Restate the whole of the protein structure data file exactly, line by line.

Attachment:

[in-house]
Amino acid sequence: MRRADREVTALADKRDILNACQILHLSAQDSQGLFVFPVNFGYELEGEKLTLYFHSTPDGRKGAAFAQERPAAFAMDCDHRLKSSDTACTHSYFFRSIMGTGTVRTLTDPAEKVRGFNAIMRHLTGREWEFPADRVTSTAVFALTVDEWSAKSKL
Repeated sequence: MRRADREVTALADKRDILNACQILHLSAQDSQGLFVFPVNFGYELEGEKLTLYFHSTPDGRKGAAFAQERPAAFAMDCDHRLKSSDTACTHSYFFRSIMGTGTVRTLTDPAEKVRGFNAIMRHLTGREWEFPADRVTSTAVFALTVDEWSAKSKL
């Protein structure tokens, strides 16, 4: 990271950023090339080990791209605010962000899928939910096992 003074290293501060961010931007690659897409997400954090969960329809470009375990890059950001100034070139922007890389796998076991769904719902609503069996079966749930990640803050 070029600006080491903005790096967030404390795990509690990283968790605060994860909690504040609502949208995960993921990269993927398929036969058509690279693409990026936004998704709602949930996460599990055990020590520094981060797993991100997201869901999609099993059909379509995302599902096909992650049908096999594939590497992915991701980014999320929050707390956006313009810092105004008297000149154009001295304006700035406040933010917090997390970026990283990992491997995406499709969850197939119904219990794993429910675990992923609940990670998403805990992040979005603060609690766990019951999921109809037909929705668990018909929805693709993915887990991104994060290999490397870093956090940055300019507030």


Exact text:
[in-house]
Amino acid sequence: MRRADREVTALADKRDILNACQILHLSAQDSQGLFVFPVNFGYELEGEKLTLYFHSTPDGRKGAAFAQERPAAFAMDCDHRLKSSDTACTHSYFFRSIMGTGTVRTLTDPAEKVRGFNAIMRHLTGREWEFPADRVTSTAVFALTVDEWSAKSKL
Repeated sequence: MRRADREVTALADKRDILNACQILHLSAQDSQGLFVFPVNFGYELEGEKLTLYFHSTPDGRKGAAFAQERPAAFAMDCDHRLKSSDTACTHSYFFRSIMGTGTVRTLTDPAEKVRGFNAIMRHLTGREWEFPADRVTSTAVFALTVDEWSAKSKL
């Protein structure tokens, strides 16, 4: 990271950023090339080990791209605010962000899928939910096992 003074290293501060961010931007690659897409997400954090969960329809470009375990890059950001100034070139922007890389796998076991769904719902609503069996079966749930990640803050 070029600006080491903005790096967030404390795990509690990283968790605060994860909690504040609502949208995960993921990269993927398929036969058509690279693409990026936004998704709602949930996460599990055990020590520094981060797993991100997201869901999609099993059909379509995302599902096909992650049908096999594939590497992915991701980014999320929050707390956006313009810092105004008297000149154009001295304006700035406040933010917090997390970026990283990992491997995406499709969850197939119904219990794993429910675990992923609940990670998403805990992040979005603060609690766990019951999921109809037909929705668990018909929805693709993915887990991104994060290999490397870093956090940055300019507030």